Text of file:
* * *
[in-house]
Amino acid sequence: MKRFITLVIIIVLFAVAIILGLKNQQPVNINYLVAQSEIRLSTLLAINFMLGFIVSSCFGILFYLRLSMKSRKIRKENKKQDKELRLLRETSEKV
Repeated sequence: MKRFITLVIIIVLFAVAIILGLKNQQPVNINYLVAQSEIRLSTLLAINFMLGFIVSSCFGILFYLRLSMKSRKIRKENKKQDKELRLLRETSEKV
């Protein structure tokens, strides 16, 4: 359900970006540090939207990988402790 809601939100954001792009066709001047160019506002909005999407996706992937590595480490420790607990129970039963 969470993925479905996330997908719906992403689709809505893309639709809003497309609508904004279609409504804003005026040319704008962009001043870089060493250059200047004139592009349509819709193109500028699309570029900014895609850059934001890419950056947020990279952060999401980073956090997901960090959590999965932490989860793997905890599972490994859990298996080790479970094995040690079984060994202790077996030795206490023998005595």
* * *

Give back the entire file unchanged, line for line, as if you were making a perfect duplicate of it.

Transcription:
[in-house]
Amino acid sequence: MKRFITLVIIIVLFAVAIILGLKNQQPVNINYLVAQSEIRLSTLLAINFMLGFIVSSCFGILFYLRLSMKSRKIRKENKKQDKELRLLRETSEKV
Repeated sequence: MKRFITLVIIIVLFAVAIILGLKNQQPVNINYLVAQSEIRLSTLLAINFMLGFIVSSCFGILFYLRLSMKSRKIRKENKKQDKELRLLRETSEKV
């Protein structure tokens, strides 16, 4: 359900970006540090939207990988402790 809601939100954001792009066709001047160019506002909005999407996706992937590595480490420790607990129970039963 969470993925479905996330997908719906992403689709809505893309639709809003497309609508904004279609409504804003005026040319704008962009001043870089060493250059200047004139592009349509819709193109500028699309570029900014895609850059934001890419950056947020990279952060999401980073956090997901960090959590999965932490989860793997905890599972490994859990298996080790479970094995040690079984060994202790077996030795206490023998005595």